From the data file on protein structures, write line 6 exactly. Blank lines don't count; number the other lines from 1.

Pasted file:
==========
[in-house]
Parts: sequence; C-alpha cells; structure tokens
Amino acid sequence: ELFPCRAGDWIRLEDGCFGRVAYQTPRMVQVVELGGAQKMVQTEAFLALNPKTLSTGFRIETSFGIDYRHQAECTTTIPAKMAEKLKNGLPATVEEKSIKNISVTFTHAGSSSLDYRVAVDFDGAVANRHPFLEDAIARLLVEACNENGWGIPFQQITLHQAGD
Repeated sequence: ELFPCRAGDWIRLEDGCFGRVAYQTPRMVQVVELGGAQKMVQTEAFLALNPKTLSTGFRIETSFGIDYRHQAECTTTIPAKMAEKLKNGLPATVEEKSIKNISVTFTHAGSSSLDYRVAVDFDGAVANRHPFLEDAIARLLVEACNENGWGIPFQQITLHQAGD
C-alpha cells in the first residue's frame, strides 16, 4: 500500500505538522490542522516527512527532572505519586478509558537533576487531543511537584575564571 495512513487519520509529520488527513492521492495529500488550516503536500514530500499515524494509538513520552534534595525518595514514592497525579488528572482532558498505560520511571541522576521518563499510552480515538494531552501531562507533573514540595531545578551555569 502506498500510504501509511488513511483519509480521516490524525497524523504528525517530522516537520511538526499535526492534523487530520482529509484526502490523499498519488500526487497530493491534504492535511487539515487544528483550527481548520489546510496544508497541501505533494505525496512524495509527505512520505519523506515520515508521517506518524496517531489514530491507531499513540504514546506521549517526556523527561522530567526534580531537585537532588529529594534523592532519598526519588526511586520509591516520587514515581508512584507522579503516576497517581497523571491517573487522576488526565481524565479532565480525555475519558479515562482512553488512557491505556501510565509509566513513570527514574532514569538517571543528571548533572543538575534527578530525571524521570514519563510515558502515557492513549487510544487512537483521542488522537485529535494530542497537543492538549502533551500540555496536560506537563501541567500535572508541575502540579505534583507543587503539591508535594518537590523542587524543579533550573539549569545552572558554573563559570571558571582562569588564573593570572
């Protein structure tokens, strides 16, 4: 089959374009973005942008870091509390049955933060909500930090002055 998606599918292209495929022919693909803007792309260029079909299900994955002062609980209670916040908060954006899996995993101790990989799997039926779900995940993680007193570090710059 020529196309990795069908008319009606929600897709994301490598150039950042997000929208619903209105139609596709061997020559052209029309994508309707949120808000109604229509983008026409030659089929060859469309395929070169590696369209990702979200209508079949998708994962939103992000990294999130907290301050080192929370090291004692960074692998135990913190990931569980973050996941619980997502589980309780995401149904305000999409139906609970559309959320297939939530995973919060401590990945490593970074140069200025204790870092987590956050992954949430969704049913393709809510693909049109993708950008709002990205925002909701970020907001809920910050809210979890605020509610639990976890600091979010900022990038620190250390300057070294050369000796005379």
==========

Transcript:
């Protein structure tokens, strides 16, 4: 089959374009973005942008870091509390049955933060909500930090002055 998606599918292209495929022919693909803007792309260029079909299900994955002062609980209670916040908060954006899996995993101790990989799997039926779900995940993680007193570090710059 020529196309990795069908008319009606929600897709994301490598150039950042997000929208619903209105139609596709061997020559052209029309994508309707949120808000109604229509983008026409030659089929060859469309395929070169590696369209990702979200209508079949998708994962939103992000990294999130907290301050080192929370090291004692960074692998135990913190990931569980973050996941619980997502589980309780995401149904305000999409139906609970559309959320297939939530995973919060401590990945490593970074140069200025204790870092987590956050992954949430969704049913393709809510693909049109993708950008709002990205925002909701970020907001809920910050809210979890605020509610639990976890600091979010900022990038620190250390300057070294050369000796005379």